The story begins with a musical number sung by P.T. Barnum, and then goes back to when he was a kid. He meets a girl named Charity, falls in love with her, and she eventually becomes his wife.
Years later, P.T. and Charity have two daughters, Helen and Caroline. P.T. takes his family to a museum of stuffed figures, and then decides to open up a circus. He asks for unique people to perform in his circus, and then his fame picks up from there.
Despite the mixed reviews, the movie ended up pleasing me. The musical numbers were amazing, especially Zac Efron’s (who played Philip the junior assistant) voice having a little hint of Troy Bolton from “High School Musical,” even though he sounds nothing like Troy anymore.
Other strengths include not only the importance of family, but also the acceptance of different people. I was impressed how P.T. longed for unique people, such as an exceptionally tall man as well as a very short guy, and a bearded lady.
Although others misunderstood those people, I admired how P.T. taught them to accept themselves for who they were and not to be ashamed of that. But I believe the writers of this film changed that based on what had actually happened in real life.
In the scene following Helen’s ballet performance, I must admit that the formality of their recital was unusual. After the show, the people mingled in a rotunda and servants passed around alcohol. But that could have been typical then.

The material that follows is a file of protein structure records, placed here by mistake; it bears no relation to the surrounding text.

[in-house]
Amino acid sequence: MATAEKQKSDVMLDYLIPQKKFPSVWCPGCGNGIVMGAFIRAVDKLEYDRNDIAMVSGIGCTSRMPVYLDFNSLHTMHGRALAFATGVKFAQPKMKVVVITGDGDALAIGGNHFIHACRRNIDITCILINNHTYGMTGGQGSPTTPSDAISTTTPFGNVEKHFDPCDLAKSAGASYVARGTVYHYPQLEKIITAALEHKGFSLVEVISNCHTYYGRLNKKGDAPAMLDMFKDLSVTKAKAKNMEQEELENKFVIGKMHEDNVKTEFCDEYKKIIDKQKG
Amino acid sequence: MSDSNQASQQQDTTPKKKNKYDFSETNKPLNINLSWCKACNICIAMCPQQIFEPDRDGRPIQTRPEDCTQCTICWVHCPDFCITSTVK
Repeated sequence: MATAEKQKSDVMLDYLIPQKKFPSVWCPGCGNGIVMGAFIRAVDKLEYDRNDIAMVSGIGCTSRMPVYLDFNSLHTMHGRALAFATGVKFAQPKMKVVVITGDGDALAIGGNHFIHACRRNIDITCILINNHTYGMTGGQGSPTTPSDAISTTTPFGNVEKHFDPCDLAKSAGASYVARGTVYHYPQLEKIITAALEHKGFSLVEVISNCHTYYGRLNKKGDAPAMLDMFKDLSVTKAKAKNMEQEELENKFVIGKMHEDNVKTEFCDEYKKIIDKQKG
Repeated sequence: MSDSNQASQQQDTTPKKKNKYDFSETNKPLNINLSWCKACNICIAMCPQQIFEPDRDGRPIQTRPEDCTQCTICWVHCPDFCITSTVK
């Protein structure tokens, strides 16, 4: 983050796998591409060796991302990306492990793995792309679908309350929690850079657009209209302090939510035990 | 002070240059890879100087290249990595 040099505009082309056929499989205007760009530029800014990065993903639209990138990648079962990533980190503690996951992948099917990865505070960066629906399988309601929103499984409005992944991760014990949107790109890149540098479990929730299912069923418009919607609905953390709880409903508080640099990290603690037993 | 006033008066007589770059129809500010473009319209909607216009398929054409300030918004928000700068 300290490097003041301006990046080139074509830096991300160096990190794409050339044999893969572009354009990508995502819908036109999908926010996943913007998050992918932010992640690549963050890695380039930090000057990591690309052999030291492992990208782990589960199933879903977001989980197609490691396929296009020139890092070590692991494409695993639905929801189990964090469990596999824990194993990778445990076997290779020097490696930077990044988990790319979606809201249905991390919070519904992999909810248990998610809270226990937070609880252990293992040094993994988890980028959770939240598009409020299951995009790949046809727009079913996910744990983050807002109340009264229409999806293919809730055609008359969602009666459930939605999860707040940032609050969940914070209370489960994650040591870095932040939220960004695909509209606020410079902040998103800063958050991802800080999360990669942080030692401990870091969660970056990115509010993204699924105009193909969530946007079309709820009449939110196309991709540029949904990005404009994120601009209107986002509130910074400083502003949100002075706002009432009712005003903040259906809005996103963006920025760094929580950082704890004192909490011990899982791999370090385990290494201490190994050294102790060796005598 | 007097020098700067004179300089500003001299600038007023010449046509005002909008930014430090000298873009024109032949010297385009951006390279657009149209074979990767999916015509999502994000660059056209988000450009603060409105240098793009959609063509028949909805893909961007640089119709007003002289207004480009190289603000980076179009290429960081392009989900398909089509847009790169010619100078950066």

While this film had a good number of perks, some parts didn’t please me. One includes Charity’s father slapping P.T. when he was a child for causing Charity to drool on her dress due having strong feelings for her.
Yes, it was a historical period, and I don’t think that would be okay today. In fact, the crew had likely sugarcoated it, compared to what would have happened in the 19th century for two kids to have crushes on each other.
I also found it odd that Charity remained P.T.’s love interest from her youth to her adulthood. Maybe this happened a lot in the 1800’s, but it hardly ever occurs these days. Most people lose touch with their childhood and high school friends by their 20’s.
The movie also had many twists and turns. You’d have to see it to learn what they were.
I give “The Greatest Showman” 4 out of 5 stars. Some scenes bored me, like if they lagged or didn’t have enough conflict. But the movie still kept my attention for the most part.